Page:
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Carl Wright in his Caher Bridge Gardens Fanore. Pic Arthur Ellis.

Clare gardener ‘sow’ happy to reap rewards of work

FANORE gardener Carl Wright has certainly reaped what he has sowed with his hard work at Caher Bridge Garden seeing him named among Ireland’s Garden Heroes.

Carl, who is originally from Devon and moved to Clare in the 1990s, appeared on the new RTÉ One show Ireland’s Garden Heroes last Thursday, wowing the judges with his creative use of space and winning the show.

Speaking to The Clare Champion Carl told us he is delighted with the win, adding that he was “quite surprised” when judge Ingrid Swan turned up to give him the good news.

“They managed to cover their tracks pretty well. They said they were coming to do a bit of filming that hadn’t gone right last time, so we just assumed that’s what they were doing and then they turned up and surprised us”.

He hadn’t seen the show, or the other gardens he was up against, until Thursday night.

“I didn’t know what the other gardens were like so had absolutely no idea if I had stood a chance of winning. It was interesting seeing the other gardens on television, I love seeing gardens anyway, and I’m hoping there will be gardens on the other shows that I haven’t seen before.”

There to see him take the prize, and making his own guest appearance on the show, was his proud father who has been staying with him for the past few months.

Speaking on the show, Carl described his garden as an “all-absorbing passion” adding that he did not want to create an ornamental showpiece, but instead a garden that “blurs the lines” with the landscape.

He detailed how every piece of soil has had to be brought into the stony Burren landscape in order to create Caher Bridge Garden.

“Everything is against me here, so it has really been a battle,” he said.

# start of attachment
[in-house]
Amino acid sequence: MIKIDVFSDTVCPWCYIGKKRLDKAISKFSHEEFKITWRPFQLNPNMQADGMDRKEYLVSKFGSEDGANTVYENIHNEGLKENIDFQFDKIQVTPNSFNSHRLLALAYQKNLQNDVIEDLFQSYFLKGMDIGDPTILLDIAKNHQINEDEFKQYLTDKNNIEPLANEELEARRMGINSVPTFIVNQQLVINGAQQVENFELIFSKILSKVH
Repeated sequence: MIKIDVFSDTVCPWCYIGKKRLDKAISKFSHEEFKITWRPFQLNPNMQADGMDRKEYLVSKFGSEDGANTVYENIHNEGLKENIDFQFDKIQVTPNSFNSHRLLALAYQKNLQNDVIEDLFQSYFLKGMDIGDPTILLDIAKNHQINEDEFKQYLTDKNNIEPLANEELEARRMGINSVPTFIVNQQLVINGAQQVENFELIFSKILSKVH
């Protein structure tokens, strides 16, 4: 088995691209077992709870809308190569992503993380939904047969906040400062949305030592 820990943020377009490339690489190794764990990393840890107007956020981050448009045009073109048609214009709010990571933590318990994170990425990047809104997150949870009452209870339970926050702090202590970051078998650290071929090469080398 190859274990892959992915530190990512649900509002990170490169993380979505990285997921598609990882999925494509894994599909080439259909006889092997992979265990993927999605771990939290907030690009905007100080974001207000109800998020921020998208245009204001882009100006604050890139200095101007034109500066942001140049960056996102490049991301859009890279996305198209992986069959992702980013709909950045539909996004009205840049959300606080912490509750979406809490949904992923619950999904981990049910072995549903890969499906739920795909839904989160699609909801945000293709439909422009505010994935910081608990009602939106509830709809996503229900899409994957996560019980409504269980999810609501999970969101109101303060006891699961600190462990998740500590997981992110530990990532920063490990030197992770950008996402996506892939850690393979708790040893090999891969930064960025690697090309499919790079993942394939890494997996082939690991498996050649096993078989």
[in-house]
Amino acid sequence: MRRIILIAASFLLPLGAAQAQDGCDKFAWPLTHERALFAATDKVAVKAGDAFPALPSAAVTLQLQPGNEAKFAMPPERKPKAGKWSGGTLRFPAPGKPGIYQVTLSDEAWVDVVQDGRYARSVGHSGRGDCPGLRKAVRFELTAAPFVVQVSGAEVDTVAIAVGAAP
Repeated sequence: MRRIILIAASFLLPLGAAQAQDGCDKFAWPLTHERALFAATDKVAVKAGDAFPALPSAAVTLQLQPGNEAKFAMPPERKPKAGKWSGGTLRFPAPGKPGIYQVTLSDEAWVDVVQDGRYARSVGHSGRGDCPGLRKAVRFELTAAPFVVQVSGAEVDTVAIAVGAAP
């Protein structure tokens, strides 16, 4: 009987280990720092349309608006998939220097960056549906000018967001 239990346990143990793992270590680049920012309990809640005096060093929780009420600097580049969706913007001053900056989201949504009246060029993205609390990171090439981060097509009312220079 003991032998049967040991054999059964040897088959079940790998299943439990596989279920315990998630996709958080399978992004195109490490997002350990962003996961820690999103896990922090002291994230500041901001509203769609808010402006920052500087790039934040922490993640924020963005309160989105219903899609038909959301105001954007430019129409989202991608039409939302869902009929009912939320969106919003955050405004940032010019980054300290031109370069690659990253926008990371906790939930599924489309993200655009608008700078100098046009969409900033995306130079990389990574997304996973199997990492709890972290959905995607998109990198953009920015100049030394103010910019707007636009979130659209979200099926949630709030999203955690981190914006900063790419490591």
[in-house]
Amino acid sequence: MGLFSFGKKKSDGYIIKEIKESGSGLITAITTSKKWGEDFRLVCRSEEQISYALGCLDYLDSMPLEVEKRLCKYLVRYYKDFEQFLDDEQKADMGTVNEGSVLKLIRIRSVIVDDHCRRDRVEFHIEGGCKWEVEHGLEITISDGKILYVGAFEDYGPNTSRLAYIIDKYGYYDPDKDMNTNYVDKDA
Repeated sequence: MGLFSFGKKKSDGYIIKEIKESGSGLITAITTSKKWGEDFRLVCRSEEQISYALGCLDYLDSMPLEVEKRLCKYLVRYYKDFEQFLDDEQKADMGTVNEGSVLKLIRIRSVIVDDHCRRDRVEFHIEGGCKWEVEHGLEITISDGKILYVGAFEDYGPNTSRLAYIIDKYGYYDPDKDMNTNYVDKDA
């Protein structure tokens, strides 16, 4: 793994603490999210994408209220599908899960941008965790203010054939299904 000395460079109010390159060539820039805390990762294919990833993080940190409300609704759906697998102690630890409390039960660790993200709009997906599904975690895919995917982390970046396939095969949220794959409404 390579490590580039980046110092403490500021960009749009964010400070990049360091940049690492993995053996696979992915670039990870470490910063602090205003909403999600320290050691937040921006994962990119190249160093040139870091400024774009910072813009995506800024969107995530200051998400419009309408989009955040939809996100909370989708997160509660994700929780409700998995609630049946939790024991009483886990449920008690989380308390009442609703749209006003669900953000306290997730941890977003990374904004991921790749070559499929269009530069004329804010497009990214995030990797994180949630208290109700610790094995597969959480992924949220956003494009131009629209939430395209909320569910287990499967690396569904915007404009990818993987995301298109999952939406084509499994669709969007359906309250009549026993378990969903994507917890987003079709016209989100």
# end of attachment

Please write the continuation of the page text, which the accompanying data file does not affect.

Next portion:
Landscape designer and judge Ingrid described the garden as “fabulous” with “no concept really of the boundaries, this garden feels like it could be acres and acres.” She noted that Carl has “blurred the boundaries between the spaces”.

“He’s made a journey through the garden, everything is very kind of effortless. You never feel like you are climbing this big slope.”

Fellow judge, garden designer Niall Maxwell said the garden was a “really special garden to come into”.

“It was a privilege to see what Carl has done, you can see it in his hands and his body the amount of work that has gone into this garden. It’s really spectacular.”

Horticulturist and owner of Hunting Brook Gardens Jimi Blake, the third judge, said the garden is “magic”.

“There is a lovely feeling in the garden, even in the wilder areas I could really feel that calmness. I just love it. So many people are learning from this garden and he is doing what he wants to do, not following trends, he’s just going for it here and with such respect for the lands.”

Carl’s garden was up against a suburban garden in Dublin and an inner city Dublin balcony in the competition.

The decision to announce Carl the winner was unanimous between all three judges, with Ingrid saying he was the one person who had “made creative use of space in so many ways” and is “definitely worthy of a bit of hero worship”.

Surprising Carl at his door, where he described the win as “brilliant”, she remarked that it wasn’t just his creative use of space that led to his win, but “so many different things including his stand-out craftsmanship”.

By Jessica Quinn

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